I moved to Ibiza in 2010 before Mike Posner made a song talking about taking pills there. I was invited through a program called Auxiliares de Conversación to aid teachers in the public schools teaching English to the students. The salary wasn’t great my first year there, and I quickly realized that I needed to pick up a side job to be able to afford to Travel Europe when I wanted to.

Still, with the side job, my monthly intake was about 1000 euros ($1,422) in the winter and 1,600 euros ($2,275) in the summer working for a party called Music On at Amnesia.

I still traveled on that $1,422/month salary because Traveling there is so cheap. In this article, I will go over transportation to use, where to stay, how to stay in a new country for free and how to get the most for your money.

Traveling Europe doesn’t have to break your pocket if you do it right

If you are looking for a way to get to Europe from the US, know that there is a low-cost international airline, out of certain hubs. Norwegian Airlines has cheap international flights from Ft. Lauderdale, New York City, Los Angeles, Oakland and other select cities in the US.

If you cannot afford the direct flight to your desired destination, I would catch a flight to the UK and use one of the low-cost European airlines like Ryanair, Vueling or Easy-Jet to get to your next destination. You could also get to France from England on the underwater train the Eurostar for as low as $50.

This way you start your Euro trip in the UK and avoid flying through France if they’re on one of their infamous strikes (which cancel all flights that have to pass through France).

Cheap flights are easy to find once in Europe, by checking the airlines' listed websites and mapping out your journey ahead of time. Most flights allow a carry-on which will be tested once you get to the terminal, so to be safe and check the dimensions and weight permitted before you get to the airport. You don’t have to take a taxi to the airports either, a lot of airports in Europe offer shuttles from a certain destination to the airport for under $12.

Get affordable to free lodging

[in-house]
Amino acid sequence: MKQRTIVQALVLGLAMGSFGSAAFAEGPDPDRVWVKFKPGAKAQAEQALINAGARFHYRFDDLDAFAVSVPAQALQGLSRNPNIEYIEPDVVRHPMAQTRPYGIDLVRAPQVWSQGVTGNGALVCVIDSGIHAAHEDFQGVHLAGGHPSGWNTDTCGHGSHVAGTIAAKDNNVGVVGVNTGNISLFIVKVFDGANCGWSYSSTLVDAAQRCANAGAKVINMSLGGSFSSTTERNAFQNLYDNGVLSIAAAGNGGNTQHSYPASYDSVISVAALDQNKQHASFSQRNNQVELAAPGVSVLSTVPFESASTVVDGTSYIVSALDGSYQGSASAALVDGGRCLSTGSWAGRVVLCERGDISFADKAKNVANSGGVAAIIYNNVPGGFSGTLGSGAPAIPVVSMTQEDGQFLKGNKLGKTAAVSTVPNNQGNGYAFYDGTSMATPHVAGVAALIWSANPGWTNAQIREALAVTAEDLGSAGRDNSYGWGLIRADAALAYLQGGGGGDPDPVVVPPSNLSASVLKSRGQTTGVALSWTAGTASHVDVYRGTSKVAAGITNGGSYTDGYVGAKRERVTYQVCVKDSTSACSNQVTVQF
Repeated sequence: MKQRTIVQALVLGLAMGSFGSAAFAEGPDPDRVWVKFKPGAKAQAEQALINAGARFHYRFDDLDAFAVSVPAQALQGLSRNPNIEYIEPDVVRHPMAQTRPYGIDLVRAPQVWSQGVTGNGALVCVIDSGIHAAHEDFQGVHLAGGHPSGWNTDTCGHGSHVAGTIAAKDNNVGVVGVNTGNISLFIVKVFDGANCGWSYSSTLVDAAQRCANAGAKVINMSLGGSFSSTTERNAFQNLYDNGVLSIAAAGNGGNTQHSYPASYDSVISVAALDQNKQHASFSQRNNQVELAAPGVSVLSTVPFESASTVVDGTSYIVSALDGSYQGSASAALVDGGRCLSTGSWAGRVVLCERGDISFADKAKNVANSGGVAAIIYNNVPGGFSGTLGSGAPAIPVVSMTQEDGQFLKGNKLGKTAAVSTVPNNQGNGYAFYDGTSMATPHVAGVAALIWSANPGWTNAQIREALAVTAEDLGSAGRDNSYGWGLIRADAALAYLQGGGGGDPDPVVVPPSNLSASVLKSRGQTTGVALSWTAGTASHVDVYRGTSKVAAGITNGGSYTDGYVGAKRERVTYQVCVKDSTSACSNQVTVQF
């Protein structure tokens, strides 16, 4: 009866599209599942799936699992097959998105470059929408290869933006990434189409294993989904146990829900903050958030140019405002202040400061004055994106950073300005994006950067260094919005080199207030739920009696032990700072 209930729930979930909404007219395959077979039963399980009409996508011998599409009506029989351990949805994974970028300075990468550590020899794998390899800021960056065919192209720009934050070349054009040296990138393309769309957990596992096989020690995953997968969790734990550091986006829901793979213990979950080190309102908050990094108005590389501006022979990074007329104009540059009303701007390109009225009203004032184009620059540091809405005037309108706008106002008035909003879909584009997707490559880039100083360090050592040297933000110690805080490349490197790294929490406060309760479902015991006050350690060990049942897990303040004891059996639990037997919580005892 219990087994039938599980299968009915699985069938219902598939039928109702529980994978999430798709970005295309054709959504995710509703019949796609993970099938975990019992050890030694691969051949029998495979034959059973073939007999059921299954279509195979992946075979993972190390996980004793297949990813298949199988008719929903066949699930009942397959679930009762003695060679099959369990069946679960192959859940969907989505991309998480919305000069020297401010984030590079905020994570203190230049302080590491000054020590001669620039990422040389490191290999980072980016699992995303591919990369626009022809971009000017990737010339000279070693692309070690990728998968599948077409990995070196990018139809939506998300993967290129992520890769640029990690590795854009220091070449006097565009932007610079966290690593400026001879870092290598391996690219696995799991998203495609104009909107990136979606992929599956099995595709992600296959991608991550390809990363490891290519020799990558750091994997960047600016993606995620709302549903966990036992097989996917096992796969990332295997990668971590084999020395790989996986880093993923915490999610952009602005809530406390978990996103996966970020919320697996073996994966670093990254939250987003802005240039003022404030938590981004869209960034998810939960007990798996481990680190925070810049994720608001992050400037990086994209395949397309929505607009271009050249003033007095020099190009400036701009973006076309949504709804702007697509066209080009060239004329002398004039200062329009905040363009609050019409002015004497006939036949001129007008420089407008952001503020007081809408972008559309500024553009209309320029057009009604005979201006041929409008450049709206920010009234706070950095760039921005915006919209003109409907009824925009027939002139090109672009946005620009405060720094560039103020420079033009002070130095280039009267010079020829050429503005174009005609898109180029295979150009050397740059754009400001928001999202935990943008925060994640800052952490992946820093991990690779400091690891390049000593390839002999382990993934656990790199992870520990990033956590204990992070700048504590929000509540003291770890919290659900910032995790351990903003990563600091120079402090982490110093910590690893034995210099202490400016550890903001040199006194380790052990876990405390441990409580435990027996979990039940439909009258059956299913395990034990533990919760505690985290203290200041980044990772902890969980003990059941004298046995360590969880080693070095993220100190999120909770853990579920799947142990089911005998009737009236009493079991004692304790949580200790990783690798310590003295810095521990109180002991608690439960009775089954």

One common lifestyle that’s understood in Europe is the desire to travel and make connections. Couch surfing is a thing in Europe and on most occasions, you will not get kidnapped and sold on the black market (which is what my family thought before I left). Be smart while traveling of course, but also be open. Most foreigners want to practice English with Americans specifically because a lot of American TV shows are shown in Europe and we have different meanings for words than the British English they’re taught in school.

The opportunity to stay at someone’s home in a foreign country gives you the chance to interact with the locals who can show you the places you may want to visit to get the most of your experience.

It’s not always guaranteed that you will find someone who has the time to host you for your whole stay, so the next cost-effective option is staying at a hostel from $12 for a bed to $50 for your own private room.

In all instances, I would recommend going to the local grocery store to buy food to cook, and make sandwiches for exploring. You can always find a nice view to sit and have a picnic if you can’t treat yourself to a cultural meal in Paris, for example. During my stay in Ibiza, I was fortunate enough to make friends from the mainland of Spain, France, England, and the Netherlands, so I always had a place to stay even if they couldn’t entertain me.

Another option is Airbnb or the European version Wimdu. You can find anything from beds in hostels to rooms in a local’s apartment. In any case, it is very important that you interact with the people around you to open yourself to other cultures and remember to forget your American customs, lots of times they don’t serve you - they will close you off.

Get the most for no money at all

In most of this article, I’ve mentioned how to get the most for your money, but there’s more. Don’t forget your student ID (out of date as well) because a lot of museums offer discount/free days for students. You can check the websites to see when those days are.

If you want to go to parties, talk to the locals to see if there are any parties. They may be able to get you a list. In Ibiza, the party I worked for would charge a fee of 70 euros during the high season. As a promoter, I could offer attendees a discounted list for $25-30 and free for close friends. If traveling to Ibiza, the promoters from the beach parades and street parades are the ones to sweet-talk, and all they need is your first and last name and will tell you to arrive before a certain time.

For souvenirs, find small vendors at the hippy markets to buy from as lots of times you can haggle the price.

When it comes to getting free food (I’ve never done this personally but have friends who’ve done it) you can dumpster dive when the supermarket closes. In many parts of Europe, it’s common for divers to wait out back when the employees put out food that they aren’t going to sell.

Be open to new experiences

The recommendations in this article are all things that are common to the way of life in Europe, and you will not be looked at differently for trying them out. As an American, I had to forget about the way we do things in the US because guess what?!? I wasn’t there anymore.

Europeans know how to survive and the ones who you’ll meet traveling aren’t spendthrifts so you won’t have to put on airs to impress them, just be open to experiencing life’s new adventures.

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